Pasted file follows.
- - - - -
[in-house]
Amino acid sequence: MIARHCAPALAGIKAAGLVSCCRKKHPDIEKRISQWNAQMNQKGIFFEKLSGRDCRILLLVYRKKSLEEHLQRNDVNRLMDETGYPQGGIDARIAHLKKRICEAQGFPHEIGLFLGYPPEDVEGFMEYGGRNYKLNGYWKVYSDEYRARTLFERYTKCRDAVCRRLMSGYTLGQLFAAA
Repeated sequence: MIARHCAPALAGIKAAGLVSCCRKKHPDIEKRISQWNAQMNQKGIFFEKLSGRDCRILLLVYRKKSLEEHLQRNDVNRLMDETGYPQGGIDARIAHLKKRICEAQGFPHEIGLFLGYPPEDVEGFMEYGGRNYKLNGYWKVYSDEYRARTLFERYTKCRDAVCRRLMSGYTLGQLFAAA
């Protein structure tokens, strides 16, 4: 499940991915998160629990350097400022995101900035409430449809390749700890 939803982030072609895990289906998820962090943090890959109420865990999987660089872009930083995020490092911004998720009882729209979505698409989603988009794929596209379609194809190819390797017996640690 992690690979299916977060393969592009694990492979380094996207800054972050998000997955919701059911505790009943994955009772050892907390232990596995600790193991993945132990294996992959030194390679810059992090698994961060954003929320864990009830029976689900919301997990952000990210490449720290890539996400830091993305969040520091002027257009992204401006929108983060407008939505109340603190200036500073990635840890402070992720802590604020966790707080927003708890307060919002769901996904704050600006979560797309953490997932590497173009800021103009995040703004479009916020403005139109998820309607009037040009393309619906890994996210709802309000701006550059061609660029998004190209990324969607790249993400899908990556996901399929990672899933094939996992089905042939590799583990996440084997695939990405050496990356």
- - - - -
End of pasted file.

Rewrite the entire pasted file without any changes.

[in-house]
Amino acid sequence: MIARHCAPALAGIKAAGLVSCCRKKHPDIEKRISQWNAQMNQKGIFFEKLSGRDCRILLLVYRKKSLEEHLQRNDVNRLMDETGYPQGGIDARIAHLKKRICEAQGFPHEIGLFLGYPPEDVEGFMEYGGRNYKLNGYWKVYSDEYRARTLFERYTKCRDAVCRRLMSGYTLGQLFAAA
Repeated sequence: MIARHCAPALAGIKAAGLVSCCRKKHPDIEKRISQWNAQMNQKGIFFEKLSGRDCRILLLVYRKKSLEEHLQRNDVNRLMDETGYPQGGIDARIAHLKKRICEAQGFPHEIGLFLGYPPEDVEGFMEYGGRNYKLNGYWKVYSDEYRARTLFERYTKCRDAVCRRLMSGYTLGQLFAAA
């Protein structure tokens, strides 16, 4: 499940991915998160629990350097400022995101900035409430449809390749700890 939803982030072609895990289906998820962090943090890959109420865990999987660089872009930083995020490092911004998720009882729209979505698409989603988009794929596209379609194809190819390797017996640690 992690690979299916977060393969592009694990492979380094996207800054972050998000997955919701059911505790009943994955009772050892907390232990596995600790193991993945132990294996992959030194390679810059992090698994961060954003929320864990009830029976689900919301997990952000990210490449720290890539996400830091993305969040520091002027257009992204401006929108983060407008939505109340603190200036500073990635840890402070992720802590604020966790707080927003708890307060919002769901996904704050600006979560797309953490997932590497173009800021103009995040703004479009916020403005139109998820309607009037040009393309619906890994996210709802309000701006550059061609660029998004190209990324969607790249993400899908990556996901399929990672899933094939996992089905042939590799583990996440084997695939990405050496990356």